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April 12, 2012 - Anything you want – you've got it. . .

Don’t you wish it were that simple? I’ve never been an adherent to the philosophy that if “you can see it, you can be it”, or similar tag lines, because it simply is not true in the vast majority of cases. The bottom line is that each of us has a finite scope to our life’s possibilities. Placing unrealistic dreams into the heads of young people does them a disservice. It wouldn’t have mattered how much I wanted to play in the NBA, for example, it wasn’t ever going to happen.

April 12, 2012
By Peter Sells

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April 12, 2012 – Don’t you wish it were that simple? I’ve never been an adherent to the philosophy that if “you can see it, you can be it”, or similar tag lines, because it simply is not true in the vast majority of cases. The bottom line is that each of us has a finite scope to our life’s possibilities. Placing unrealistic dreams into the heads of young people does them a disservice. It wouldn’t have mattered how much I wanted to play in the NBA, for example, it wasn’t ever going to happen. I’m not suggesting that we shouldn’t reach for lofty goals, just that those goals should be realistic and attainable even if we have to challenge ourselves at the upper limits of our abilities. Part of “seeing it” goes beyond vision to climbing high enough and committing to working hard enough to bring the path to “being it” into sight.

A series of commercials has been airing lately, in which the main characters are bemoaning their financial situations until someone else pipes in with, “If you want to pay less tax, then pay less tax,” or “If you want to retire earlier, then retire earlier.” Then the information is presented about the investment plan or financial strategy in which the company wants to interest the viewer. The commercials have been successful in terms of getting the concept into my head at least – your destiny is your responsibility and within your control – but not successful enough for me to remember which institution is being advertised.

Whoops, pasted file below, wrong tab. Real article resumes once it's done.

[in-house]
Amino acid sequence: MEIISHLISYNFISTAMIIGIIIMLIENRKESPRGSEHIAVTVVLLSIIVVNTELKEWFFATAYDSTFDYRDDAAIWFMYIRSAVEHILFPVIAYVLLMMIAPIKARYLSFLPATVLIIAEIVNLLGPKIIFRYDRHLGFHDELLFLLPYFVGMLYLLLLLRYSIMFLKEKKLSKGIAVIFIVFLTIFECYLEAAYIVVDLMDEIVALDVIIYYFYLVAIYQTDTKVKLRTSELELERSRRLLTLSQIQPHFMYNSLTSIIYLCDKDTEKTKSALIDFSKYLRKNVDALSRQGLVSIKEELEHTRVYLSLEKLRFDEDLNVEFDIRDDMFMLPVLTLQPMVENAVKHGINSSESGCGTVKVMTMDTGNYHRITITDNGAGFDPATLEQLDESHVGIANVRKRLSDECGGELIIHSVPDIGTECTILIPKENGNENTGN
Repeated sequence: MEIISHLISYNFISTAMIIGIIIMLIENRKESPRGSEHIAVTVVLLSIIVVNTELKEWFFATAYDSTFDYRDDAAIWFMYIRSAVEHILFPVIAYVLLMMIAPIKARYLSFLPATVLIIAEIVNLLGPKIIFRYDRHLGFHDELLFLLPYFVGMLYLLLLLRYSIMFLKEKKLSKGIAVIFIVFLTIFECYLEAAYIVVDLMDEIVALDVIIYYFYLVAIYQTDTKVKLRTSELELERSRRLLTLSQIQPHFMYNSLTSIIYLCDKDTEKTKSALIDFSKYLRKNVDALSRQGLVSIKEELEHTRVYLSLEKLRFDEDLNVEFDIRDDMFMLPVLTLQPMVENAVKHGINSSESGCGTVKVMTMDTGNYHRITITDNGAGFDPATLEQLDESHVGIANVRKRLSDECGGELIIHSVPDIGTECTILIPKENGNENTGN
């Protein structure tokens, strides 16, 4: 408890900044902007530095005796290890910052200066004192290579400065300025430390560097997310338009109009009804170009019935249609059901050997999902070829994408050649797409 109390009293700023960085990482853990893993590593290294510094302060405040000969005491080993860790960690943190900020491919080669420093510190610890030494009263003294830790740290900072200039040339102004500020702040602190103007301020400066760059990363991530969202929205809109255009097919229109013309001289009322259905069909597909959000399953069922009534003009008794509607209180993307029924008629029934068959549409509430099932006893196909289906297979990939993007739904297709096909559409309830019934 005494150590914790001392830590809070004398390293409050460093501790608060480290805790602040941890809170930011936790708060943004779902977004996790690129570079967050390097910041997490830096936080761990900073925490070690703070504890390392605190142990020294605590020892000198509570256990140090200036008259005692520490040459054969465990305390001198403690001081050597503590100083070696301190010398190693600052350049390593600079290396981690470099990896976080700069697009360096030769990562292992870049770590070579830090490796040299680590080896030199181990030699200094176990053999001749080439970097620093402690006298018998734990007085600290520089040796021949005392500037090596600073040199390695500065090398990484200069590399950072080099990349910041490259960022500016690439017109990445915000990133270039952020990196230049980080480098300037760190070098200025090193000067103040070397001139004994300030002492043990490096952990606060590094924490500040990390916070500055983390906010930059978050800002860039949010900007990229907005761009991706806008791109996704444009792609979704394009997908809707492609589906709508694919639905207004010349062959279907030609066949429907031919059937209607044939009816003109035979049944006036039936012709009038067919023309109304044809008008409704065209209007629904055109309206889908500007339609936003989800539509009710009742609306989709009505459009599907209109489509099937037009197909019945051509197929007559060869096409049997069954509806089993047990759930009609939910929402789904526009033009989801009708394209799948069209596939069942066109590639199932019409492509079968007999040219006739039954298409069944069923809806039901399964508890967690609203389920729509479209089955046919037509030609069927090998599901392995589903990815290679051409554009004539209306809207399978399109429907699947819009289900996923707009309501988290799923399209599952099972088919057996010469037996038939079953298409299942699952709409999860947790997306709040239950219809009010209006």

Here’s the point I take from the ads, and how it relates to a fire service career; if you have a well-defined career goal, then simply follow the path to that goal. If you want to be a company officer, then become a company officer. If you want to be an instructor, then become an instructor. Each of those goals requires years of dedicated study, hard work, and in some cases, patience – but they are each attainable. If you want to be a fire chief, then become a fire chief. Don’t expect that you will get there simply by coming to work every day for 25 or 30 years; grab every opportunity to advance your skills. Learn everything you can about fire suppression, EMS, fire prevention, building construction, administrative processes, employment law, municipal finance, records management, facilities management, project management, information technology, hazardous materials, technical rescue. . . simple, right?

Do you know anyone, maybe a childhood friend or high school classmate, who achieved greatness in his or her field? My mother always talks about the paperboy who delivered to our house more than 45 years ago, a skinny kid who never seemed to have a warm jacket. Dr. Philip Currie has had a long and successful career as a world-renowned dinosaur expert at the University of Alberta, and reportedly was one of the models for palaeontologist Alan Grant in the film Jurassic Park. I played cards at lunchtime in the cafeteria with the nicest, most clean-cut, straight-laced kid in my school; Colonel Chris Hadfield has had a stellar career with the Canadian Space Agency, having been in space twice, serving as Capsule Communicator (CAPCOM) twice in NASA’s Mission Control Centre, and is currently training for his role as commander of an upcoming International Space Station mission.

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Currie and Hadfield each envisioned their dreams and took the necessary steps from an early age to make their dreams attainable. If you want to be a fire chief, then become a fire chief. Your destiny is within your control.


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